Quentin Lamar Patrick, accused of firing more than 30 rounds into his front door from inside his home and hitting a 12-year-old boy who had come to Trick or Treat in 2008, has lost his appeal of his federal conviction and sentence on federal weapons charges relating to the case.
Patrick was sentenced to 16 years, 8 months in 2009 after he pleaded guilty to a charge of being a felon in possession of firearms and ammunition.
The victim, Tony 'TJ' Darrisaw, 12, had just walked up to Patrick's home on Wise Drive in Sumter, with his dad and brother and pulled open the screen door to knock when the shots were fired, according to evidence presented by the US Attorney's Office.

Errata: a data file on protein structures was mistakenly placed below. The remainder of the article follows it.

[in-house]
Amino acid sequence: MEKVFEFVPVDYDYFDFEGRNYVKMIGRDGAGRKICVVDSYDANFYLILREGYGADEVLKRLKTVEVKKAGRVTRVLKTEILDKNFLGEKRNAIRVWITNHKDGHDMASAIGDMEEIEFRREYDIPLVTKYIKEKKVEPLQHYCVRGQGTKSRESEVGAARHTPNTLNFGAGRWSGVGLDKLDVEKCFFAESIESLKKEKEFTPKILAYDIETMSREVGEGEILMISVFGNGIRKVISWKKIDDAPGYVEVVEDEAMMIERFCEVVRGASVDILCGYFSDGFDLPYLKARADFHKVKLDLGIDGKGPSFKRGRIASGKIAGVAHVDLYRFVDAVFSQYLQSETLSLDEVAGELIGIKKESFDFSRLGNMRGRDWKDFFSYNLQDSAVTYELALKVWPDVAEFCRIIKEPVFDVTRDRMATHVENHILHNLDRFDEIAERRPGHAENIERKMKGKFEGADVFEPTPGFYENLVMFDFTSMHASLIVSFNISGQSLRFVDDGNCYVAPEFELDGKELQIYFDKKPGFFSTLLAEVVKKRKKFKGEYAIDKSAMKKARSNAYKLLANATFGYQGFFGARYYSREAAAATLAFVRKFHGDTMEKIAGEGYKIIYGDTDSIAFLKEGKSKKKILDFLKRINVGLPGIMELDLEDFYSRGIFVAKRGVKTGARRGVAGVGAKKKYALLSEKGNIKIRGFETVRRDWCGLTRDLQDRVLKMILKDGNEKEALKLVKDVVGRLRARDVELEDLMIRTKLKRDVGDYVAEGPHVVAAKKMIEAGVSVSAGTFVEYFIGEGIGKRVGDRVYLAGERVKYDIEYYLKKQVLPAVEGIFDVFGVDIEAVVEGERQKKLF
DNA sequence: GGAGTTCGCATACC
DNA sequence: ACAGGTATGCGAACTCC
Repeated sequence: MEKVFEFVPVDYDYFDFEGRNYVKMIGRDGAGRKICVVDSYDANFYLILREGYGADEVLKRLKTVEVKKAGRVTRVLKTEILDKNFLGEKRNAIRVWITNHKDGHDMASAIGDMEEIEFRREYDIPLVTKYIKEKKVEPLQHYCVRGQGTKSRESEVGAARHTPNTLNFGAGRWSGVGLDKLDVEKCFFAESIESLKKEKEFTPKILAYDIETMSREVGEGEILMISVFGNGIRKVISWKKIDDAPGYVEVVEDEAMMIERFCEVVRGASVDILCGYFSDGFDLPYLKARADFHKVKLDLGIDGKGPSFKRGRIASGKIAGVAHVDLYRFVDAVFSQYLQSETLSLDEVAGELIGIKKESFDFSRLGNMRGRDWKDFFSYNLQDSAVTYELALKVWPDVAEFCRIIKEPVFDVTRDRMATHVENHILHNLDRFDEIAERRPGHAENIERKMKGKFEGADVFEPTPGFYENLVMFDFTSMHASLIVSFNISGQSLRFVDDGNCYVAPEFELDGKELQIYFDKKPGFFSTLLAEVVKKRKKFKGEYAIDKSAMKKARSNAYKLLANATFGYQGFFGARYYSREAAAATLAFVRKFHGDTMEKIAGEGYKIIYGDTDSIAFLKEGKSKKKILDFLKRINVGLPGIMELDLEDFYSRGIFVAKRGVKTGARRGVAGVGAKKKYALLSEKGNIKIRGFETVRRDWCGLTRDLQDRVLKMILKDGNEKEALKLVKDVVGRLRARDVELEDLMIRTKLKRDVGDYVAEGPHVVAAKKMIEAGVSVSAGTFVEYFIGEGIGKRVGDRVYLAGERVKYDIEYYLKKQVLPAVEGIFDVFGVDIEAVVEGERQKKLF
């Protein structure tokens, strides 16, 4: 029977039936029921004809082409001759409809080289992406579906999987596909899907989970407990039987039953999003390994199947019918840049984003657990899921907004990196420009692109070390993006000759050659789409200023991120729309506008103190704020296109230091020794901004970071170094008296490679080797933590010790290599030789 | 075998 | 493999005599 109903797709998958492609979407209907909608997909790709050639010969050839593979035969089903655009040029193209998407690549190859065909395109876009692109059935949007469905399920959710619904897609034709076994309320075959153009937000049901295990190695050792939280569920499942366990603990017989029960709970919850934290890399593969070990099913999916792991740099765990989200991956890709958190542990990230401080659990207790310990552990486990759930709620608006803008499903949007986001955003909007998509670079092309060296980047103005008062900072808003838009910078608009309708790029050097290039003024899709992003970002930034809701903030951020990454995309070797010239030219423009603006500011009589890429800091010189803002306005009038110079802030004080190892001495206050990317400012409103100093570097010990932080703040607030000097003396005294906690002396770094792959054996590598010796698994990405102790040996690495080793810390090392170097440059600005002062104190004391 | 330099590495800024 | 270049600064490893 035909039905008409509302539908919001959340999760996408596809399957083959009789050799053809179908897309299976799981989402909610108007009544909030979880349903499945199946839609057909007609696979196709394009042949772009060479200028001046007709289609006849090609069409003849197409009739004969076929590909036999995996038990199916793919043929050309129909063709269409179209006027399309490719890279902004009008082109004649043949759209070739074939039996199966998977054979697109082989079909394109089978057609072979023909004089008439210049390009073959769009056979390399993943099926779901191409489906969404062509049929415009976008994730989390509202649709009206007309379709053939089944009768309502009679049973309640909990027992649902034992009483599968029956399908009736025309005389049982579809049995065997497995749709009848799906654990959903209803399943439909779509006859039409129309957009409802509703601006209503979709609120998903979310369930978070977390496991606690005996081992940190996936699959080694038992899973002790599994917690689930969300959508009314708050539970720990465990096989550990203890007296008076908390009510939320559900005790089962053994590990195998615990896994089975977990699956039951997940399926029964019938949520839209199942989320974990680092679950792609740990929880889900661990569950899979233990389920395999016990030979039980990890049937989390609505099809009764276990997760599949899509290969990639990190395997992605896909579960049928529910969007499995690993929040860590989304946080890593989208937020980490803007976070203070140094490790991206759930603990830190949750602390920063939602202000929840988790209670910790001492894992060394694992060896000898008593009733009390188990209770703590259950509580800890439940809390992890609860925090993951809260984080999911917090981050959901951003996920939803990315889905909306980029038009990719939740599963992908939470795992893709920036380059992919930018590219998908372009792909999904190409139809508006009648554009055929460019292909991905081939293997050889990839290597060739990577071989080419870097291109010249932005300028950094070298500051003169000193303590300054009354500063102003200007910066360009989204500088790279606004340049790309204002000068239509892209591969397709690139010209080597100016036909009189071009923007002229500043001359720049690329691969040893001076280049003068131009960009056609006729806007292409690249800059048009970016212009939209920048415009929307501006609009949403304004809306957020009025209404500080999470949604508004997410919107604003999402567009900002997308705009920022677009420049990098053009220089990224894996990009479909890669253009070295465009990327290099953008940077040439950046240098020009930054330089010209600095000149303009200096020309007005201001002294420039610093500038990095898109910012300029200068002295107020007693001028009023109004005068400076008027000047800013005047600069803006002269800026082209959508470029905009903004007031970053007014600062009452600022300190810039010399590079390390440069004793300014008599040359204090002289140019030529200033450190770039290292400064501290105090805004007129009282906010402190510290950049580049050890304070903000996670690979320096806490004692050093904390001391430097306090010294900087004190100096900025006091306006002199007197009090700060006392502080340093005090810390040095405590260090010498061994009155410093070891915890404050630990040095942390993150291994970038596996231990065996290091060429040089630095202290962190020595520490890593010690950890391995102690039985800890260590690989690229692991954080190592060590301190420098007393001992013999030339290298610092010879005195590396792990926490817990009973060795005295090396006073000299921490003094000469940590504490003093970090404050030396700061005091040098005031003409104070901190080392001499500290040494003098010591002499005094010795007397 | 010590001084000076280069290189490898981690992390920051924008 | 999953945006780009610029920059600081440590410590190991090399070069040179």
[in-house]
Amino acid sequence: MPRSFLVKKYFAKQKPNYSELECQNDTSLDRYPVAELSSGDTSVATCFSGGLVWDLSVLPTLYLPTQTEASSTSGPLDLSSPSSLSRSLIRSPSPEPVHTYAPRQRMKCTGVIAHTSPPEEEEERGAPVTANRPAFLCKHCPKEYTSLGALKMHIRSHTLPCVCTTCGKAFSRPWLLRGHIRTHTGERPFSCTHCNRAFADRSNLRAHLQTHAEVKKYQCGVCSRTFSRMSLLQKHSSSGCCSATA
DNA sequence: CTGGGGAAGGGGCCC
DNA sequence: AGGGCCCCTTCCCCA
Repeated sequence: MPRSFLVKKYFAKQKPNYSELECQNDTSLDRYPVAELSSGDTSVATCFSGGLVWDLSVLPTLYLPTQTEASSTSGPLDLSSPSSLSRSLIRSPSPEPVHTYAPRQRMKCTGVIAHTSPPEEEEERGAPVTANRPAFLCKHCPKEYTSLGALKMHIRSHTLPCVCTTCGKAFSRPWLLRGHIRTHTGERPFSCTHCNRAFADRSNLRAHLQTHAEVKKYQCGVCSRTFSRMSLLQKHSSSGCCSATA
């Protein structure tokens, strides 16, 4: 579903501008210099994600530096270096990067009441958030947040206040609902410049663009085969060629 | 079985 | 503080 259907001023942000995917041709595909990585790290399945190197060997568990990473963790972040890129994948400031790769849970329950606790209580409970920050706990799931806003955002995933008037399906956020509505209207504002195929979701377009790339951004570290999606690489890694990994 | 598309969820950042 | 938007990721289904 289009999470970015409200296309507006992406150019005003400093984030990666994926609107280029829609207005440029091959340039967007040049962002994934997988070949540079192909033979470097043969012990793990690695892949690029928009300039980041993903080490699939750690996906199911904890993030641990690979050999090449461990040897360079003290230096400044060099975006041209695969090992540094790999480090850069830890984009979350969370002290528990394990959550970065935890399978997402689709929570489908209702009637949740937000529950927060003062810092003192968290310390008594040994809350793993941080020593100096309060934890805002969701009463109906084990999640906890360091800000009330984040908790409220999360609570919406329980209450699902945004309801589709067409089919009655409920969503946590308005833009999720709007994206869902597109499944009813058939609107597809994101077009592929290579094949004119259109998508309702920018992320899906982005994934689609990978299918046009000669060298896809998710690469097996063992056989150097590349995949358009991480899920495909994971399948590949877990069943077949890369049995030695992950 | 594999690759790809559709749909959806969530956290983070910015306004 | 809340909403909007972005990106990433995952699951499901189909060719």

Prosecutors say the rounds were fired from an AK-47 style rifle, which had been modified to fire as a machine gun.
TJ was hit eleven times. His brother and father were each hit twice. The brother and father survived.
When police arrived, Patrick admitted to the shooting, according to testimony by police on the scene. They say Patrick said he thought he was being robbed.
Patrick had three prior state convictions for distribution of crack cocaine and one prior conviction for failure to stop for a blue light and siren, is prohibited under federal law from possessing firearms and/or ammunition, according to US Attorney Bill Nettles.
We are waiting to learn if Patrick still faces separate state murder and assault charges in TJ's death.